United States District Court, N.D. Indiana, South Bend Division
OPINION AND ORDER
William C. Lee, Judge.
Skinner, a pro se prisoner, filed a habeas corpus petition
challenging the prison disciplinary hearing (MCF 15-09-413)
held at the Miami Correctional Facility on October 21, 2015.
The Disciplinary Hearing Officer (DHO) found him guilty of
Possession of a Controlled Substance in violation of B-202
and sanctioned him with the loss of 90 days earned credit
time and a demotion from Credit Class 1 to Credit Class 2.In
the petition, Skinner raises two grounds.
Ground One, Skinner argues that the DHO was not impartial. He
argues that she acted as a prosecutor when she was the
screening officer (who notified him of the charges and asked
what witnesses or exhibits he wanted to present) as well as a
judge when she was the hearing officer (who heard the
evidence and decided if he was guilty).
An inmate facing disciplinary charges has the right to an
impartial decisionmaker. Wolff, 418 U.S. at 571. But
“the constitutional standard for impermissible bias is
high, ” Piggie v. Cotton, 342 F.3d 660, 666
(7th Cir. 2003), and an adjudicator is entitled to a
presumption of “honesty and integrity” absent
clear evidence to the contrary, see Withrow v.
Larkin, 421 U.S. 35, 47, 95 S.Ct. 1456, 43 L.Ed.2d 712
(1975). Due process requires disqualification of a
decisionmaker who was directly or substantially involved in
the underlying incident, Gaither, 236 F.3d at 820,
and we have assumed that a decisionmaker might likewise be
impermissibly biased if his spouse is a crucial witness in
the proceeding, see Eads v. Hanks, 280 F.3d 728, 729
(7th Cir. 2002). A hearing officer is not automatically
deemed biased, however, simply because he adjudicated or was
involved in a previous disciplinary charge against the
prisoner. See Piggie, 342 F.3d at 666-67;
Pannell, 306 F.3d at 502.
Perotti v. Marberry, 355 Fed.Appx. 39, 43 (7th Cir.
2009). Here, the DHO did not write the Conduct Report or
witness the incident. Neither has Skinner provided clear
evidence that the DHO was otherwise biased. Therefore Ground
One is not a basis for habeas corpus relief.
Ground Two, Skinner argues that there was insufficient
evidence to have found him guilty. In evaluating whether
there was adequate evidence to support a finding of guilt in
a prison disciplinary proceeding, “the relevant
question is whether there is any evidence in the record that
could support the conclusion reached by the disciplinary
board.” Superintendent v. Hill, 472 U.S. 445,
[T]he findings of a prison disciplinary board [need only]
have the support of some evidence in the record. This is a
lenient standard, requiring no more than a modicum of
evidence. Even meager proof will suffice, so long as the
record is not so devoid of evidence that the findings of the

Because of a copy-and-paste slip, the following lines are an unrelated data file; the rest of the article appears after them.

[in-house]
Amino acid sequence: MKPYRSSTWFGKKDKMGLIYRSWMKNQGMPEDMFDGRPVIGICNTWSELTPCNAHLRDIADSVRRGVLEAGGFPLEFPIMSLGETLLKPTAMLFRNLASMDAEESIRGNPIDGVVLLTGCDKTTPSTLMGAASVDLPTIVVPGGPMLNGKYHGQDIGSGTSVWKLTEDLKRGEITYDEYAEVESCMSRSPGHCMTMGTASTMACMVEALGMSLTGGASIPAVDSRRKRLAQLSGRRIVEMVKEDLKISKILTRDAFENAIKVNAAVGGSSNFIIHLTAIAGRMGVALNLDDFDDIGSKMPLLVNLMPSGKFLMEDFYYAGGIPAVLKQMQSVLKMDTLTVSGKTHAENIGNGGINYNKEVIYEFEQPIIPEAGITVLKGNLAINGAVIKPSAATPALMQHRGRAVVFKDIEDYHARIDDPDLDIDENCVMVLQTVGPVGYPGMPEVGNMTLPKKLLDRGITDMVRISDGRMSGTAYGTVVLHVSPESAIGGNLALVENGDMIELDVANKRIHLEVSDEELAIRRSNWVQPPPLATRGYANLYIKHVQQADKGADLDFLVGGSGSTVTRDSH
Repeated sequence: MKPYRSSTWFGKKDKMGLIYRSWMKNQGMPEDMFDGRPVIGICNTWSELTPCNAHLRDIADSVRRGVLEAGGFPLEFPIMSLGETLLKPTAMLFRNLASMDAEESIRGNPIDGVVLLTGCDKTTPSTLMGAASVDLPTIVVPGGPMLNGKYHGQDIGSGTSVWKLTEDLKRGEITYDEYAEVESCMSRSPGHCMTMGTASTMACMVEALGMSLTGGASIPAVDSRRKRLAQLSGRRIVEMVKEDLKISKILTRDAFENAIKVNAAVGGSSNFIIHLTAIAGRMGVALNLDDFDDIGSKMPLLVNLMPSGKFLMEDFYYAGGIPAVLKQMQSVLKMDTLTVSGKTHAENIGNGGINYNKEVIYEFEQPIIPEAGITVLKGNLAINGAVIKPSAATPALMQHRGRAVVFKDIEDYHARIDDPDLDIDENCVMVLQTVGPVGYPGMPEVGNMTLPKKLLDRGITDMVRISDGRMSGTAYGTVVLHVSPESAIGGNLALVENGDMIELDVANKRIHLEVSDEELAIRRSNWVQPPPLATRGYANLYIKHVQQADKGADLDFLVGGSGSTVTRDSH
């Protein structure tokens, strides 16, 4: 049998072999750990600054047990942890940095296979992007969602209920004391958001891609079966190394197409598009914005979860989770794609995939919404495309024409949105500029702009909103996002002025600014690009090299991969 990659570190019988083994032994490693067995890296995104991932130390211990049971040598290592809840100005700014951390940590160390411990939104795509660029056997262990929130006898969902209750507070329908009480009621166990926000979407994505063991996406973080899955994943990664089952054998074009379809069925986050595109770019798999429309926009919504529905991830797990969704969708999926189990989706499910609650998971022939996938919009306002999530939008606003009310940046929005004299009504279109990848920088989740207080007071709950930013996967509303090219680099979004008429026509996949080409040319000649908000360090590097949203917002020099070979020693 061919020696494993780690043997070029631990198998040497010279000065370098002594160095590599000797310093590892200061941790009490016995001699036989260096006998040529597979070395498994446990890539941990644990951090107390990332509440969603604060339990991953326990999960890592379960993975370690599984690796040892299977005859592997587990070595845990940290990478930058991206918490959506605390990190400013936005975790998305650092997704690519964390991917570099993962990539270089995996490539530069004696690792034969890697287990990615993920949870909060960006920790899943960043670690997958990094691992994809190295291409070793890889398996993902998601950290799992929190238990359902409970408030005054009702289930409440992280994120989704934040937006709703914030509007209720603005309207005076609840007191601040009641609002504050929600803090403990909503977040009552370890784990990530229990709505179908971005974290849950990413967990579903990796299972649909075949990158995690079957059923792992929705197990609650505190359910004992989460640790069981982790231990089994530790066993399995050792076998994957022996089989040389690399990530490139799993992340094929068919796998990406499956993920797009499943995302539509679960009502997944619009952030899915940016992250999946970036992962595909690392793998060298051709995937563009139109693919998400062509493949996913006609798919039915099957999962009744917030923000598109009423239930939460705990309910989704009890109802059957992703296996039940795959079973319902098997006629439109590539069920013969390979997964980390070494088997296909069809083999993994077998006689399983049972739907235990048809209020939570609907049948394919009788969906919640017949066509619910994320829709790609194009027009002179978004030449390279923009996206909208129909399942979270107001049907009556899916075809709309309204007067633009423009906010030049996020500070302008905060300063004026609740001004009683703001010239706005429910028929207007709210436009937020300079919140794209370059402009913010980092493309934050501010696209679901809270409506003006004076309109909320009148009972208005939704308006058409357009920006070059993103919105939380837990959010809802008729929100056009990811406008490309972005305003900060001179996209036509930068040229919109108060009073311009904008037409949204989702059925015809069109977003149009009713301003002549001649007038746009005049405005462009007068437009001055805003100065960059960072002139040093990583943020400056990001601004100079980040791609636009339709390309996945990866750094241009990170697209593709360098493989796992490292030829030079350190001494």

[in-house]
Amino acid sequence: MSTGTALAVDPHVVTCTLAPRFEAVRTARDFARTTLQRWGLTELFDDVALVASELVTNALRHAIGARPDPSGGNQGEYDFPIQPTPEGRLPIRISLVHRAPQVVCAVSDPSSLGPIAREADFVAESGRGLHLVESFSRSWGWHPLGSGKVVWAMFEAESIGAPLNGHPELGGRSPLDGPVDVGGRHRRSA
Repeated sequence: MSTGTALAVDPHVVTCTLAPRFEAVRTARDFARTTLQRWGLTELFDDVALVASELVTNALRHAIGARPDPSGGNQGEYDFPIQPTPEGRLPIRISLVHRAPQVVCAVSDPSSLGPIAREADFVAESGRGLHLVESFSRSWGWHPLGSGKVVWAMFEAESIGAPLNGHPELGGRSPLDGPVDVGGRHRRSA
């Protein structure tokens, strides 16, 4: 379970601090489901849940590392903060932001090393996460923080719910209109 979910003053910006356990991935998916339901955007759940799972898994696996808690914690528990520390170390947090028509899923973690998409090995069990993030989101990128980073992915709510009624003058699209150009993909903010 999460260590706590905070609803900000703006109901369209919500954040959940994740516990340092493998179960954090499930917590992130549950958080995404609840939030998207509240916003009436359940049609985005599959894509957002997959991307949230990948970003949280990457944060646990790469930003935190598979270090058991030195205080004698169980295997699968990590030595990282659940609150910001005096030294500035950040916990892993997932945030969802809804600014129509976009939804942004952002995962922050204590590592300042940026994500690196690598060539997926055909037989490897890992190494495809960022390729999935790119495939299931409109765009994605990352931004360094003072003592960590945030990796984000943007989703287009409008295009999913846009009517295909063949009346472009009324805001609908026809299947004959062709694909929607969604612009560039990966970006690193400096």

disciplinary board were without support or otherwise
arbitrary. Although some evidence is not much, it still must
point to the accused's guilt. It is not our province to
assess the comparative weight of the evidence underlying the
disciplinary board's decision.
Webb v. Anderson, 224 F.3d 649, 652 (7th Cir. 2000)
(quotation marks, citations, parenthesis, and ellipsis
the Conduct Report states:
On 9/23/2015 at approx. 1610 I Officer Chevalier was doing
range walk on the 3/4 side of C-unit when I came up to
Skinner, Antoine # 946727 C413 Cell. I Officer Chevalier
smelled an odd odor coming from the cell. I Officer Chevalier
had Officer Mosley open the cell door. I Officer Chevalier
ask offender Skinner and offender Richardson, Thomas # 164706
to have a seat in the day room. I Officer Chevalier seen a
small rolled up coffee paper with burnt end and a piece of
toilet paper with bum ends in the toilet. I Officer
Chevalier found more coffee paper on the white desk. I
Officer Chevalier seen pencil led in the light socket which I
tookout. On the desk I Officer Chevalier also found some
green leafy substance on the desk. I Officer Chevalier found
a cotton swab bag with a green leafy substance in the bag.
Also found an altered fan.
at 3-4. A memorandum from Investigations stated that
“The items confiscated from the above offender on
9/23/15 were tested using NARKII Narcotics Reagent Field
Test. The result was: Positive - Synthetic Marijuana.”
DE 1-1 at 10. This is some evidence that Skinner possessed a
controlled substance. Skinner argues that the oder was not
specifically described in the report. Nevertheless, since he
was written up for possessing a controlled substance, it was
reasonable for the DHO to have concluded that the reporting
officer believed that it smelled like a controlled substance.
Skinner argues that the NARKII test can produce false
positives and that not all green leafy substances are
controlled substances. Though true, it was not arbitrary for
the DHO to have based its decision on that evidence.
Moreover, “[t]he Federal Constitution does not require
evidence that logically precludes any conclusion but the one
reached by the disciplinary board.” Superintendent
v. Hill, 472 U.S. 445, 457 (1985). Therefore Ground Two
is not a basis for habeas corpus relief either.
Jackson wants to appeal this decision, he does not need a
certificate of appealability because he is challenging a
prison disciplinary proceeding. See Evans v. Circuit
Court, 569 F.3d 665, 666 (7th Cir. 2009). However, he
may not proceed in forma pauperis on appeal because pursuant
to 28 U.S.C. § 1915(a)(3) an appeal in this case could
not be taken in good faith.
these reasons, the habeas corpus petition is
DENIED. The clerk is
DIRECTED to enter judgment and close this
case. Antoine Skinner is DENIED ...